Food tech startup Yumist shuts down, blames ‘dead end’ to high burn business model
Food startup Yumist, which competed against Foodpanda and Zomato, announced on Friday it was shutting its operations across Delhi-NCR. The company provided home-cooked meals starting at Rs 100.Updated: Sep 30, 2017 12:19 IST
Food tech startup Yumist on Friday announced it was ceasing its operations in Delhi-NCR. The Gurgaon-based company, which competed against Foodpanda and Zomato, provided home cooked meals, starting at Rs 100.
“We failed to raise the kind of capital that this business required while staying true to the customer problem. In hindsight, there’s a bunch of internal and external factors that led us to this dead end,” said the company in a blog post.
“From launching in a second city prematurely, or committing to a high growth, high burn model just because prospective investors wanted to see that back in 2015, or taking a tad bit too long to find the right business model, we made our mistakes. We learnt from these mistakes and recovered fast, but maybe not too fast,” it added.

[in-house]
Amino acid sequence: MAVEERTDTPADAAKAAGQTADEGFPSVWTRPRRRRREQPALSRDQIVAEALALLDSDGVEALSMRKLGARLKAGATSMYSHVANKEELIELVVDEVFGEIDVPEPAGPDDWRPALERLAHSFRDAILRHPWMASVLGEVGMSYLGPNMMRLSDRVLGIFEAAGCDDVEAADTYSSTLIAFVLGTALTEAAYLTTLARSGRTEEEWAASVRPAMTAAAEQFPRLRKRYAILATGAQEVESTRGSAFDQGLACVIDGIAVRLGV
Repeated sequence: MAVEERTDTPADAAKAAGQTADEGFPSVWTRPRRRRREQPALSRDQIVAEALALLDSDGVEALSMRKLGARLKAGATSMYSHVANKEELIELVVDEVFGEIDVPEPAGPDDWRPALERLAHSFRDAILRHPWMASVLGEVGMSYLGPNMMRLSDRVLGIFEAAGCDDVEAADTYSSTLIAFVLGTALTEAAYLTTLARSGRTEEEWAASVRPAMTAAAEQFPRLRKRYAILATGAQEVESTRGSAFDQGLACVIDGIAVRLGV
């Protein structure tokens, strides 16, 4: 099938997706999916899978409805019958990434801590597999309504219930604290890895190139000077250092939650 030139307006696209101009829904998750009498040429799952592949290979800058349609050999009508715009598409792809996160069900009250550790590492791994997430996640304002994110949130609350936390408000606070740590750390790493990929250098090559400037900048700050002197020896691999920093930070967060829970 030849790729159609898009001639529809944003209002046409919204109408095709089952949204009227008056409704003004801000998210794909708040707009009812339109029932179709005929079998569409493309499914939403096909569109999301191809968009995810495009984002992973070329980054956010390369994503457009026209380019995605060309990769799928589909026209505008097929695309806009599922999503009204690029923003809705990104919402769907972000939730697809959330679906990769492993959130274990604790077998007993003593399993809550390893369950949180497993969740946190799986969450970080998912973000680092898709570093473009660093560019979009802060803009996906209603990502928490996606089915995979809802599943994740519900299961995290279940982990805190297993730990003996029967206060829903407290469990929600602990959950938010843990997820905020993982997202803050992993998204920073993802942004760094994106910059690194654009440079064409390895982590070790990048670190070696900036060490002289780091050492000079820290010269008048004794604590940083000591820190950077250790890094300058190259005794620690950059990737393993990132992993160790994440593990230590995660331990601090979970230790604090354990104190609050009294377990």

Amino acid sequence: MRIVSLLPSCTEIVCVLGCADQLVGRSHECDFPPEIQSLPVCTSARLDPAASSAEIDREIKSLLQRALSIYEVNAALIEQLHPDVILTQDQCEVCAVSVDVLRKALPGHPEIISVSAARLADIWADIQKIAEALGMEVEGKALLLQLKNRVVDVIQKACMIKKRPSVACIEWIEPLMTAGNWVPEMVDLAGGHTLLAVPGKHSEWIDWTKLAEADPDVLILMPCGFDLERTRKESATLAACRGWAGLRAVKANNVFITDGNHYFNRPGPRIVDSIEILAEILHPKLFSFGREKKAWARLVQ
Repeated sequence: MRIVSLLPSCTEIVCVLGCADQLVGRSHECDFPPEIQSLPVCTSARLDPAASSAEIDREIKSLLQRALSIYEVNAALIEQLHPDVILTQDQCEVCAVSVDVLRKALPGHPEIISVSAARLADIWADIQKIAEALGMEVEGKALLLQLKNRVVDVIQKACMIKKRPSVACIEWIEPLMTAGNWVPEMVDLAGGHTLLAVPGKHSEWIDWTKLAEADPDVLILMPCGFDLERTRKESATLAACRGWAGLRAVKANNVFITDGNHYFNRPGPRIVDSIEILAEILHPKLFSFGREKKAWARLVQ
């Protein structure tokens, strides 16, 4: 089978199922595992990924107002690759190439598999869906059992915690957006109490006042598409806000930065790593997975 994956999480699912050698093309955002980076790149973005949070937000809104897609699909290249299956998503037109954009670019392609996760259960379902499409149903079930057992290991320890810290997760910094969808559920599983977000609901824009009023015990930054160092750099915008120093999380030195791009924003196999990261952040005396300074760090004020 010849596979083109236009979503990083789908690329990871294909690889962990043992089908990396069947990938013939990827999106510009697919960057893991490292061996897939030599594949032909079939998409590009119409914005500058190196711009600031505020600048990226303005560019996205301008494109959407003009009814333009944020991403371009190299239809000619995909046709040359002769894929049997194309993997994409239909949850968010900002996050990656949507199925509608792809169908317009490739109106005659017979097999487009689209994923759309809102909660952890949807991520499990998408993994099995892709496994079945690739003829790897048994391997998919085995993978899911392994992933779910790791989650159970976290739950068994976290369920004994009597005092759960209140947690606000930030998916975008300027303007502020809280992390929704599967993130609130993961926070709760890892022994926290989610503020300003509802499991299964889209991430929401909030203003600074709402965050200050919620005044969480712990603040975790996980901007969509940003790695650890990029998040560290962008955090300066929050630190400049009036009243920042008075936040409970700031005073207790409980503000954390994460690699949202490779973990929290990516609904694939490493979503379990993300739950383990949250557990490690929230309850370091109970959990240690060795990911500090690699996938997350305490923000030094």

“Also, every company has a context in which it operates – the economic climate, investor sentiment, the sector one operates in. Essentially, there are external factors which one can’t really control. 2016 onwards, food tech (in the manner the term is loosely used) had amassed a notoriety with investors and media and became almost a dirty word. We failed in all our attempts to fundraise since then, as investors wanted to wait it out,” the blog post read.
The company is also offering customers refund of the balance left in YumCash wallet. Customers need to fill out an online form and share account details to get the refund. The company says the refund process would take “3-5 working days / depending on your bank.”
Launched in 2014, Yumist was founded by former CMO of Zomato Alok Jain and Abhimanyu Maheshwari, a seasoned restaurateur. The company had raised $2 million in December 2015 in a funding round led by Ronnie Screwvala‘s fund Unilazer Ventures and investor Orios Venture Partners.
India’s online food delivery market saw a growth of 150% in 2016 in comparison with 2015, according to a report by research agency RedSeer. Yumist’s closure comes at a time when the food ordering market in India is seeing new entrants such as UberEats and Google Areo. Yumist’s closest competitor Swiggy recently raised $80 million in Series E funding that was led by Naspers and also saw participation of Accel India, SAIF Partners India, Bessemer Venture Partners, Harmony Partners and Norwest Venture Partners which are the existing investors.